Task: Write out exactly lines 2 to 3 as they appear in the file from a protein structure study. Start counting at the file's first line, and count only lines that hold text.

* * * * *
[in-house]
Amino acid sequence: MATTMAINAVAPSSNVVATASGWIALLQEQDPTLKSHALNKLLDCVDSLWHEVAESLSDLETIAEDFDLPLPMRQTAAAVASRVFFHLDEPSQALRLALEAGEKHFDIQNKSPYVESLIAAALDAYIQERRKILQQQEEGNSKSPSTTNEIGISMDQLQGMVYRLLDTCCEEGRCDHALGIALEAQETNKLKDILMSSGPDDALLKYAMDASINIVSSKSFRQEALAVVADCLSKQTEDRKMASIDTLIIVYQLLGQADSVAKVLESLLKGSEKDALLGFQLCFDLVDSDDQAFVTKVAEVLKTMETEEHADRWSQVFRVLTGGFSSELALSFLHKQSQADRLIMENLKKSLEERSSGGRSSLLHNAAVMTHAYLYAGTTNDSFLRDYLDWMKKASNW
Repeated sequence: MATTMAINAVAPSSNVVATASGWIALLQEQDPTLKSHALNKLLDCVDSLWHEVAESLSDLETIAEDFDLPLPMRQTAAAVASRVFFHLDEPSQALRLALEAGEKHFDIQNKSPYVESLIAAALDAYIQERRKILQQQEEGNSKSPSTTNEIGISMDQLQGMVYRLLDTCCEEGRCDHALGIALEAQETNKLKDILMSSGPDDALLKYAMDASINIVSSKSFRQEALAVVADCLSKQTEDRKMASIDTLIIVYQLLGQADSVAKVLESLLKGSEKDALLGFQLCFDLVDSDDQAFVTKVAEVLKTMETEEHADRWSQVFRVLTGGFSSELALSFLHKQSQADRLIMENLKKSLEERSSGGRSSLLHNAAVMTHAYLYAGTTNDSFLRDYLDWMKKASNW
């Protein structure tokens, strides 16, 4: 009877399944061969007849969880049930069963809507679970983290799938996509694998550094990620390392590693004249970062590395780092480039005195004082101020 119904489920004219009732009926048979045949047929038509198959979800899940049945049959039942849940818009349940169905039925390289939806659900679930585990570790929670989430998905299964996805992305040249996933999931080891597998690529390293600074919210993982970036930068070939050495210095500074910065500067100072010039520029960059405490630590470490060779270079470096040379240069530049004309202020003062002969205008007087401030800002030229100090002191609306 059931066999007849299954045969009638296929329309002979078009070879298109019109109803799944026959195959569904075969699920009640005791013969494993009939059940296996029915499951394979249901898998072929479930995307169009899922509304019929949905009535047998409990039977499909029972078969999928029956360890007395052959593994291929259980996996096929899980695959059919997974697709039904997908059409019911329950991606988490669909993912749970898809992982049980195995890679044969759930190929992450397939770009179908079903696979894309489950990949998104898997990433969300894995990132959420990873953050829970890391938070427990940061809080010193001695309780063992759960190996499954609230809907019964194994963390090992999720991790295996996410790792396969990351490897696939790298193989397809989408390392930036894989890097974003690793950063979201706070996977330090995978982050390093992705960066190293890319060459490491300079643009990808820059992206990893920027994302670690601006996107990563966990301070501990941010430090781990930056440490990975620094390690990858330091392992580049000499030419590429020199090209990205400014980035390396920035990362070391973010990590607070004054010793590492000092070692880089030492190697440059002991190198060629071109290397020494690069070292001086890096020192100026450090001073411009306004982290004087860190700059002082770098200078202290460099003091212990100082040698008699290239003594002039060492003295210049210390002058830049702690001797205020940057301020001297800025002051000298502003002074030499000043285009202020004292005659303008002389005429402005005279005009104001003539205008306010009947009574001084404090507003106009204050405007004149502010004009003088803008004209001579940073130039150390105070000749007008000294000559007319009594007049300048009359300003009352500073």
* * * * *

Amino acid sequence: MATTMAINAVAPSSNVVATASGWIALLQEQDPTLKSHALNKLLDCVDSLWHEVAESLSDLETIAEDFDLPLPMRQTAAAVASRVFFHLDEPSQALRLALEAGEKHFDIQNKSPYVESLIAAALDAYIQERRKILQQQEEGNSKSPSTTNEIGISMDQLQGMVYRLLDTCCEEGRCDHALGIALEAQETNKLKDILMSSGPDDALLKYAMDASINIVSSKSFRQEALAVVADCLSKQTEDRKMASIDTLIIVYQLLGQADSVAKVLESLLKGSEKDALLGFQLCFDLVDSDDQAFVTKVAEVLKTMETEEHADRWSQVFRVLTGGFSSELALSFLHKQSQADRLIMENLKKSLEERSSGGRSSLLHNAAVMTHAYLYAGTTNDSFLRDYLDWMKKASNW
Repeated sequence: MATTMAINAVAPSSNVVATASGWIALLQEQDPTLKSHALNKLLDCVDSLWHEVAESLSDLETIAEDFDLPLPMRQTAAAVASRVFFHLDEPSQALRLALEAGEKHFDIQNKSPYVESLIAAALDAYIQERRKILQQQEEGNSKSPSTTNEIGISMDQLQGMVYRLLDTCCEEGRCDHALGIALEAQETNKLKDILMSSGPDDALLKYAMDASINIVSSKSFRQEALAVVADCLSKQTEDRKMASIDTLIIVYQLLGQADSVAKVLESLLKGSEKDALLGFQLCFDLVDSDDQAFVTKVAEVLKTMETEEHADRWSQVFRVLTGGFSSELALSFLHKQSQADRLIMENLKKSLEERSSGGRSSLLHNAAVMTHAYLYAGTTNDSFLRDYLDWMKKASNW